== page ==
Before this year I had not only never attempted to create a podcast, but I had also never written a blog post. And now I am about to write a reflective blog post about making a podcast, so bear with me. One of the best things about being a Swansea University student has been the fact that I’ve been given the opportunities to do things I never thought I would be able to do, accomplish things that I thought were impossible for someone like me, and grow in ways I never thought I would. Creating this podcast episode encapsulates all this into one assignment.
I originally chose to do HiH3377 A History of Sex and Gender because I had done a similar module during my year abroad in Canada. In Canada I had an opportunity to cover things beyond those available at Swansea. In Canada they were not bound to the uptight British culture surrounding sex. So when I had to decide on my final year modules I was surprised Swansea was offering a module on the history of sex and gender. It was a brave module to put on by British standards. This bravery from the lecturers in turn inspired me, and I assume my colleagues, to tackle topics within our assignments that we may have never had the confidence to explore elsewhere.
What I loved most about this second assignment was the not only the freedom to choose the topic but also the freedom to choose the form of the assignment. We were given the option to write a proposal to a local council, create a learning resource for school students, or we could record a podcast. I loved it because I had always wanted to make a podcast episode but never had the confidence to make one. Then when you’re offered the opportunity to further your formal education while doing something you’ve always dreamed to do, you must grab that opportunity with both hands. Additionally, throughout my academic life, right back to primary school, I have always been told: “Joe is a clever boy, I just wish he was able to express himself on paper”, and when I got my dyslexia diagnosis these comments made even more sense. Therefore, I have always found it easier to express myself verbally, and to learn through listening. This explains why I found the podcast so much more suited to my skills and talents, and why I believe podcasts are a great way to learn. Don’t get me wrong: I still think essays are important, but allowing students who have varied skills, and different ways they learn best, the opportunity to choose the form of the assignment can only be a good thing.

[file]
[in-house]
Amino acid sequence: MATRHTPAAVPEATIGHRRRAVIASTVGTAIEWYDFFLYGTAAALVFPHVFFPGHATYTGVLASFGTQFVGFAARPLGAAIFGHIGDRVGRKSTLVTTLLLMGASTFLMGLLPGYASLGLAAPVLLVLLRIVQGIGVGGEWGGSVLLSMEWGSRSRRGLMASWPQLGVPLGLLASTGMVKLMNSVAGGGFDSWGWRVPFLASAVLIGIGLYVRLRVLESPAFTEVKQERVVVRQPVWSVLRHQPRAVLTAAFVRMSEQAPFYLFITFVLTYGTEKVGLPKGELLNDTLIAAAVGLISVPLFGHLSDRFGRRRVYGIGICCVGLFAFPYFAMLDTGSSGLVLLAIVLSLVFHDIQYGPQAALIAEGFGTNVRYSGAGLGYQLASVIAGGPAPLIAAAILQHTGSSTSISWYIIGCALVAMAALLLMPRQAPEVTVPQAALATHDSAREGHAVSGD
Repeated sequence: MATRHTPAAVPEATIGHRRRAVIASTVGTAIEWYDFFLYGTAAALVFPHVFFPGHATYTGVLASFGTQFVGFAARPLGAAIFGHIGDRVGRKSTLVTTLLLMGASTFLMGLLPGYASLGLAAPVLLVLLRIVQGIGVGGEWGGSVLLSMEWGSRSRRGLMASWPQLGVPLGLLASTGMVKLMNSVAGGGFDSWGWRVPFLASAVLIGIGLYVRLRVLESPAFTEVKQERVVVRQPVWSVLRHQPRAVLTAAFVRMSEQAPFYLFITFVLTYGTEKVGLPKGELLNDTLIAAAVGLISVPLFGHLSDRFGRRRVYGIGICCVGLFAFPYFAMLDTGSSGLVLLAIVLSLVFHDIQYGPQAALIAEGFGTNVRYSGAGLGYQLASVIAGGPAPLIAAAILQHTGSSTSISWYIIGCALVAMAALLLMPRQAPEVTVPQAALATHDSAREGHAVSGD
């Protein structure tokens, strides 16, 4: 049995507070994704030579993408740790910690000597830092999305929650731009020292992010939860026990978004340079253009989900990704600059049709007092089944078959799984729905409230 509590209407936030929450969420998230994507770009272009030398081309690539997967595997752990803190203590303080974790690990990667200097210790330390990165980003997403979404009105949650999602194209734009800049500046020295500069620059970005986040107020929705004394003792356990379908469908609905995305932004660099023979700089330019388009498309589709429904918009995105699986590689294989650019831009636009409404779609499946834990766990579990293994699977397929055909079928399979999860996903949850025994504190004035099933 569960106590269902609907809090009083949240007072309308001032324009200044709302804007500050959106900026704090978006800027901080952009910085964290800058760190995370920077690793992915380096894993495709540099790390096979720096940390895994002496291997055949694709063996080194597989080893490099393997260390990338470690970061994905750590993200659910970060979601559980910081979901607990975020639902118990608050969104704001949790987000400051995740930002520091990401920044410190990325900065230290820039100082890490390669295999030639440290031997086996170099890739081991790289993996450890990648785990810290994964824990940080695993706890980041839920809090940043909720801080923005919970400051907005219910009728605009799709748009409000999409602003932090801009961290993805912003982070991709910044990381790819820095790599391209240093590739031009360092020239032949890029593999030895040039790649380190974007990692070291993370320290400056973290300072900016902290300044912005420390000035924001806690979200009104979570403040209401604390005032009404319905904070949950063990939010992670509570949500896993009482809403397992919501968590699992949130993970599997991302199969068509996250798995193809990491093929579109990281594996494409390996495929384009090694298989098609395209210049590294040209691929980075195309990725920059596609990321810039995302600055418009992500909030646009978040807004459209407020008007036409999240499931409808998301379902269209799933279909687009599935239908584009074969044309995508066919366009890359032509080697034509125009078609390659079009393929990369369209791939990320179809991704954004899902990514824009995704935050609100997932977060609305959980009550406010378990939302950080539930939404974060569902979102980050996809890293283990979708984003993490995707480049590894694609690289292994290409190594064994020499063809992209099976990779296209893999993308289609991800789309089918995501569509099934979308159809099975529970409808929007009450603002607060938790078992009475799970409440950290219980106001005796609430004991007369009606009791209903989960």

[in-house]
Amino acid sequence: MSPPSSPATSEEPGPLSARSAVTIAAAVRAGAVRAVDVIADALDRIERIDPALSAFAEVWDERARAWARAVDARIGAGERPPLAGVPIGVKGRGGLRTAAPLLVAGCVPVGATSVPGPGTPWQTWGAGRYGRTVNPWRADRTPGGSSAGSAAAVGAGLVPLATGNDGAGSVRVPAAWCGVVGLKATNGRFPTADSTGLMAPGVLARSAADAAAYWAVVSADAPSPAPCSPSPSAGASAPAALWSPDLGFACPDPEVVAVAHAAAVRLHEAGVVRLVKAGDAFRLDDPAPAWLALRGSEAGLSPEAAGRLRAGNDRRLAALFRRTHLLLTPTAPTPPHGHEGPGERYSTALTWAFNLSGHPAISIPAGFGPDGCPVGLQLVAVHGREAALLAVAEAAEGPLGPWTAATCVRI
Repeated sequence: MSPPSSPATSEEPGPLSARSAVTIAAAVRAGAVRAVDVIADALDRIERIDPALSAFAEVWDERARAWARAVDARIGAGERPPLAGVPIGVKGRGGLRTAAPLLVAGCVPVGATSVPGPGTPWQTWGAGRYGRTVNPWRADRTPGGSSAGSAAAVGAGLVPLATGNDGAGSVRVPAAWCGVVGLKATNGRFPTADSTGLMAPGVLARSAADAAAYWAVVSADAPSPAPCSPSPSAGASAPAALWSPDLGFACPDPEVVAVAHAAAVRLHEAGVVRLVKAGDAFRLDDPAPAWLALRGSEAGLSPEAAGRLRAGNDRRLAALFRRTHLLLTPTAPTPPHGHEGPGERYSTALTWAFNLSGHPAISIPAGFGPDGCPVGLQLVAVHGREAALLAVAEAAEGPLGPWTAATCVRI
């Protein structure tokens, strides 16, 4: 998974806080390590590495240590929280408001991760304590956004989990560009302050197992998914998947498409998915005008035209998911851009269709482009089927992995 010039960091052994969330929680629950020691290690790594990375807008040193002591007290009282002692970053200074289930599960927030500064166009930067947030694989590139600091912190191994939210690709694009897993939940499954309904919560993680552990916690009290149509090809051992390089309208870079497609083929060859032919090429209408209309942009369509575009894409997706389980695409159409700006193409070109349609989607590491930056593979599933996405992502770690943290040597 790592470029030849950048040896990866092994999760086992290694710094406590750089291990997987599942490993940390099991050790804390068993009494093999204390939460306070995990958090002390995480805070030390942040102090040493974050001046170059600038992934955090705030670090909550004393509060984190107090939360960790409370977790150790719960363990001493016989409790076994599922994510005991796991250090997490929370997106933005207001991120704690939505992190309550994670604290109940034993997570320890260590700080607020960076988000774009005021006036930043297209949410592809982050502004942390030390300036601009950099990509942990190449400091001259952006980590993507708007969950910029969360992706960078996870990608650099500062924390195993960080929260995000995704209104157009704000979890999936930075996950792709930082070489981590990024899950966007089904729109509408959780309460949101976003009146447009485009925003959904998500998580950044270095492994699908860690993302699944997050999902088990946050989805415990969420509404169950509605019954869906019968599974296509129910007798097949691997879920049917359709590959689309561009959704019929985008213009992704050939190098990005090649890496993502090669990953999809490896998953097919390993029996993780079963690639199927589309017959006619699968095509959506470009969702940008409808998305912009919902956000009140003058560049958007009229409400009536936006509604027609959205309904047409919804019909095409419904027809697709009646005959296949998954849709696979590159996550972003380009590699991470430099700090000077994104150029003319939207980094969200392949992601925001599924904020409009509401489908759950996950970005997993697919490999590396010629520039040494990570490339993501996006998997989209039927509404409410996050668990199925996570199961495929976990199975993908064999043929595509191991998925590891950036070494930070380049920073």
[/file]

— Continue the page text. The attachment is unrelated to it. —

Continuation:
During the research stage what I found really fascinating about the historical experience of sex-workers is the timelessness of their circumstance. Let me explain: during the beginning of my research into the topic, I found the typical, almost cliché, picture of the sex-worker as an impoverished individual, usually a woman, sometimes a boy, who because of the impoverished nature of their life circumstance turned to the profession of sex-work in order to survive. However, as I continued my research a new picture emerged. The sex-worker, despite being let down by the system, was not necessarily a victim. Instead, she could be someone using an autonomous form of work that took wealth from largely middle-class men and redistribute it among working-class communities. This analysis critiqued the structures that forced many into the profession. It was a characterisation which I felt was also consistent with my limited experience with sex-workers themselves from my work with homeless shelters over the summer. They were survivors of a system that did not do enough for them. They used what agency they still had to try and construct a life, just like the women selling sex on the streets of Victorian England, and just like the working-class boys selling sex in early 20th century Ontario, Canada. Demonstrating a continuity of the sex-workers’ circumstance, which prompted questions about the system that marginalises women sex-workers, was something I attempted in my podcast.
When it came to recording the actual podcast I was faced with a dilemma: should I film it? Or should I just record the audio? I decided on the latter because I found for all the academic podcasts I have listened to I never care about the visual side of the podcast. After all, the listener of an academic podcast is there for the information, and not to watch a historian talk. I was thinking about what my audience wanted from me and attempted to provide them what they were looking for. This enacted some of the feedback I’d been given on previous assignments, showcasing the academic growth this assignment represented for me.
Although I was asked to write a reflective blog about this podcast and how I researched and recorded it, instead I have found myself reflecting on my four years at Swansea University. Perhaps I’m just feeling melancholy knowing I will be leaving Swansea for a final time in two weeks, or perhaps it’s because I have been asked to write about the final assignment of my degree.
Or perhaps the reason why I am so proud of this particular assignment is because I was able to bring together all the skills I have learnt here, opportunities I was given here, and use the confidence Swansea University has helped me develop to create something I will be proud of for the rest of my life.
Thank you, Swansea University, for turning a boy who got two C’s and an E at A-levels into a man that can tell his proud mother that he got a 1st in his degree.
By Joe Hardwick